Constructing an Imperfect Citizen-Subject: Globalization, National “Security” and Violence Against South Asian Women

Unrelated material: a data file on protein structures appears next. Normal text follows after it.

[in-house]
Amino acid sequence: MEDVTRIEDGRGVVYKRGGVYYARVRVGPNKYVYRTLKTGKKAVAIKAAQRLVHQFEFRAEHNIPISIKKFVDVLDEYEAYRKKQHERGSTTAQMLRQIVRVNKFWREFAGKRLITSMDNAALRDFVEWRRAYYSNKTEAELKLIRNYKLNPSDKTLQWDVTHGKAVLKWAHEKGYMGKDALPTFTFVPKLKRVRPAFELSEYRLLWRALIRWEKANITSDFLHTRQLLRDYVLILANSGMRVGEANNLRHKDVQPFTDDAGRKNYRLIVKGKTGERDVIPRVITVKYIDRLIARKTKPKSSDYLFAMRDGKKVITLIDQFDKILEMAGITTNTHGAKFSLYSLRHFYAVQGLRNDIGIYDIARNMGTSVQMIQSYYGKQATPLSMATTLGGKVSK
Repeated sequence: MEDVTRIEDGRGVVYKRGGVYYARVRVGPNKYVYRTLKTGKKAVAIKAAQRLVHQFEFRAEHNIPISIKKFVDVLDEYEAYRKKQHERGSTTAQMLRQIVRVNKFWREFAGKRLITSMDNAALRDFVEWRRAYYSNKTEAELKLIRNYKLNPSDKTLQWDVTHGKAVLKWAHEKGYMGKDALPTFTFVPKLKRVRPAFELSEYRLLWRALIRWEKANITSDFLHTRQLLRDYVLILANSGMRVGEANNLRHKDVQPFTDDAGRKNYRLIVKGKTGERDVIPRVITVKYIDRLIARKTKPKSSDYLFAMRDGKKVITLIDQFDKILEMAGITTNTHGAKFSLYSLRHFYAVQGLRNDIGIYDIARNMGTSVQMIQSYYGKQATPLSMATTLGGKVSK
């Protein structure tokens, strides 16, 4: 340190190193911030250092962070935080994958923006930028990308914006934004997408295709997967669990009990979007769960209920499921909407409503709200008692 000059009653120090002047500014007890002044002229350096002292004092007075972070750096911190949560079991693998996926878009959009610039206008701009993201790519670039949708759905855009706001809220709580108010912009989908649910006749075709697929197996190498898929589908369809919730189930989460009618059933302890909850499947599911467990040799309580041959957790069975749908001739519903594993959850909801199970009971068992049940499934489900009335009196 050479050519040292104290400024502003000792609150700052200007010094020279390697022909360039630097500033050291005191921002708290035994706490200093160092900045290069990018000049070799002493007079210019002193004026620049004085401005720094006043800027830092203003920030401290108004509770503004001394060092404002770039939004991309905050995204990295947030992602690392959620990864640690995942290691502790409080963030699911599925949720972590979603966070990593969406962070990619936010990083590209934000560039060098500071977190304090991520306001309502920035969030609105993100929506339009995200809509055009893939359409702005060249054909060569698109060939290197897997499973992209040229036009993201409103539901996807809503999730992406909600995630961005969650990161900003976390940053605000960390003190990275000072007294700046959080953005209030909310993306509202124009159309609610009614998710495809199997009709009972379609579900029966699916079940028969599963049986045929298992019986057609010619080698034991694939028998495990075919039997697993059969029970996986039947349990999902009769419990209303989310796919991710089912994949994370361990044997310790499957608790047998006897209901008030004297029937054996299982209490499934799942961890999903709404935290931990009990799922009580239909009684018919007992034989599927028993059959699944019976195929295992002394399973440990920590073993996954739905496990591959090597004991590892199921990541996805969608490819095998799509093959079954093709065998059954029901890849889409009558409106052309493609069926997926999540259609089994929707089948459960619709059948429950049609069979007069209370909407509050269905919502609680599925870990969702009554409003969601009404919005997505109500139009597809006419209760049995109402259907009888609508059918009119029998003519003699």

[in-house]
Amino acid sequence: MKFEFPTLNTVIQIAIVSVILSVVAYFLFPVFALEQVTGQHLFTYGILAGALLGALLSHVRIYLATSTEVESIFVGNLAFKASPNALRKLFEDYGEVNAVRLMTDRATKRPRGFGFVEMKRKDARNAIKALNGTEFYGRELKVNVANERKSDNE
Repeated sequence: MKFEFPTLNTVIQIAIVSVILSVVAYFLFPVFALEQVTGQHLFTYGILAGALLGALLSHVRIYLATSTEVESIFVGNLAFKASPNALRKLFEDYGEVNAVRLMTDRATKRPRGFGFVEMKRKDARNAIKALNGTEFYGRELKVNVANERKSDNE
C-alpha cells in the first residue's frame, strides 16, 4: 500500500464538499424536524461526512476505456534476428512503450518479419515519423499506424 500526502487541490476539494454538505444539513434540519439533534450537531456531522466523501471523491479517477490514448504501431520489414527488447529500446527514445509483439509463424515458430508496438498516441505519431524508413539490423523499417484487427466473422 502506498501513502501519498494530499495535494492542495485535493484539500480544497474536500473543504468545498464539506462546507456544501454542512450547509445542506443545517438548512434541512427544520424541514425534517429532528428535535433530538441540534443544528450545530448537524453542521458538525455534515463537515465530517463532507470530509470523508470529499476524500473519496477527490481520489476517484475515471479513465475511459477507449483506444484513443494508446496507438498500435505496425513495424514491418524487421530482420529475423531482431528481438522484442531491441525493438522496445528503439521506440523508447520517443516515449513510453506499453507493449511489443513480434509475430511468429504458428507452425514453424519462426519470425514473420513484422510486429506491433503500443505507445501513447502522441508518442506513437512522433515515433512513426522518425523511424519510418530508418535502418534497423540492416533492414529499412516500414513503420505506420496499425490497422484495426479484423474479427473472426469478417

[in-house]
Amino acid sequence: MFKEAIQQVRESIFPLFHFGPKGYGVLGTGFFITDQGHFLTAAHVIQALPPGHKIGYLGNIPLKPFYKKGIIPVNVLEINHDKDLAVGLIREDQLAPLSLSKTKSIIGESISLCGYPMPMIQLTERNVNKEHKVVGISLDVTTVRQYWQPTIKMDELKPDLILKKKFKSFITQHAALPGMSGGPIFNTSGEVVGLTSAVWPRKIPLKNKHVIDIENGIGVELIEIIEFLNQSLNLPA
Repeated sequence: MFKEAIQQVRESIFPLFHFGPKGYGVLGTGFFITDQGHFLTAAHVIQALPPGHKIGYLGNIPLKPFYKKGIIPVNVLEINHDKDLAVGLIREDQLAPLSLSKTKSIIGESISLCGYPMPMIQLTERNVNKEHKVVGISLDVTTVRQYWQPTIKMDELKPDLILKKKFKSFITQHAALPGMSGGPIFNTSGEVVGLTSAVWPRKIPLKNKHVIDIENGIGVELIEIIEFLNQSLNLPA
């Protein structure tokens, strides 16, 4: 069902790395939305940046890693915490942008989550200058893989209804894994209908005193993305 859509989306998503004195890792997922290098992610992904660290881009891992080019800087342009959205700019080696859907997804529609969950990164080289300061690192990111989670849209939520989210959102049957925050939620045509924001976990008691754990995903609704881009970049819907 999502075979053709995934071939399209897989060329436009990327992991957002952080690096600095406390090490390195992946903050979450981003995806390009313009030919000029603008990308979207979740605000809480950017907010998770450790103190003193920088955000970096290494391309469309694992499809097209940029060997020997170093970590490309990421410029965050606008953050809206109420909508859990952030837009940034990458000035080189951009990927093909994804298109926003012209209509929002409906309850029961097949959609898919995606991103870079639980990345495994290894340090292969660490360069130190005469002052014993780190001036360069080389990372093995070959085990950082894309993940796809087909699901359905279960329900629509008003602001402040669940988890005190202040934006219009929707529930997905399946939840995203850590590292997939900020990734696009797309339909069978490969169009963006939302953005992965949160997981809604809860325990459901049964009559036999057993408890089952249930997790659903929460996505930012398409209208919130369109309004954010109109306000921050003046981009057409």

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The landscape of antiviolence advocacy for South Asian women living in the United States has been altered in several significant ways. My research on legal advocacy for South Asian women suggests that distinct patterns of abuse against immigrant women are not easily addressed within existing legal paradigms of domestic violence because mainstream advocacy models continue to imagine as their primary subject women who do not experience interlocking forms of oppression. Drawing on ethnographic and archival data, I argue that South Asian women’s incomplete access to antiviolence laws in the United States provides further evidence of the salience of nation-state boundaries, particularly in the lives of gendered subjects whose enjoyment of citizenship, I argue, remains imperfect.